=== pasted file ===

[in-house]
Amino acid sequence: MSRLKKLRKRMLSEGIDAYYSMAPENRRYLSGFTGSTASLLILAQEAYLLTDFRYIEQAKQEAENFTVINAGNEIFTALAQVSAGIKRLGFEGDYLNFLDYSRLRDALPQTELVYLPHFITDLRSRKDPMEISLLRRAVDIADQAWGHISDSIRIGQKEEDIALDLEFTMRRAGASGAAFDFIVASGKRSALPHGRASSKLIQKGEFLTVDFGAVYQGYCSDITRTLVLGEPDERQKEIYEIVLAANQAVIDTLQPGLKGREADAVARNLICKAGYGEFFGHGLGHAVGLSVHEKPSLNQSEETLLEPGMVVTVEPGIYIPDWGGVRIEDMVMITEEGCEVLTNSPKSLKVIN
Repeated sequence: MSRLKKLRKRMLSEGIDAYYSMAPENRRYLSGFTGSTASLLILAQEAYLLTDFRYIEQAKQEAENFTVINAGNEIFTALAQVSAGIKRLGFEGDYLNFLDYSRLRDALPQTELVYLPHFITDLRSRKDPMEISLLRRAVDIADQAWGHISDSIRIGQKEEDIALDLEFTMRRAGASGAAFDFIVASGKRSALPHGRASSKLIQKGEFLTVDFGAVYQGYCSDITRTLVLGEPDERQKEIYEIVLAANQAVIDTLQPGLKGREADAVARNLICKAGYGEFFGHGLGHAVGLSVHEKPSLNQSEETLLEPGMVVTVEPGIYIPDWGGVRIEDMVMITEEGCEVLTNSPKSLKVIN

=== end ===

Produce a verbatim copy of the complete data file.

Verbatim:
[in-house]
Amino acid sequence: MSRLKKLRKRMLSEGIDAYYSMAPENRRYLSGFTGSTASLLILAQEAYLLTDFRYIEQAKQEAENFTVINAGNEIFTALAQVSAGIKRLGFEGDYLNFLDYSRLRDALPQTELVYLPHFITDLRSRKDPMEISLLRRAVDIADQAWGHISDSIRIGQKEEDIALDLEFTMRRAGASGAAFDFIVASGKRSALPHGRASSKLIQKGEFLTVDFGAVYQGYCSDITRTLVLGEPDERQKEIYEIVLAANQAVIDTLQPGLKGREADAVARNLICKAGYGEFFGHGLGHAVGLSVHEKPSLNQSEETLLEPGMVVTVEPGIYIPDWGGVRIEDMVMITEEGCEVLTNSPKSLKVIN
Repeated sequence: MSRLKKLRKRMLSEGIDAYYSMAPENRRYLSGFTGSTASLLILAQEAYLLTDFRYIEQAKQEAENFTVINAGNEIFTALAQVSAGIKRLGFEGDYLNFLDYSRLRDALPQTELVYLPHFITDLRSRKDPMEISLLRRAVDIADQAWGHISDSIRIGQKEEDIALDLEFTMRRAGASGAAFDFIVASGKRSALPHGRASSKLIQKGEFLTVDFGAVYQGYCSDITRTLVLGEPDERQKEIYEIVLAANQAVIDTLQPGLKGREADAVARNLICKAGYGEFFGHGLGHAVGLSVHEKPSLNQSEETLLEPGMVVTVEPGIYIPDWGGVRIEDMVMITEEGCEVLTNSPKSLKVIN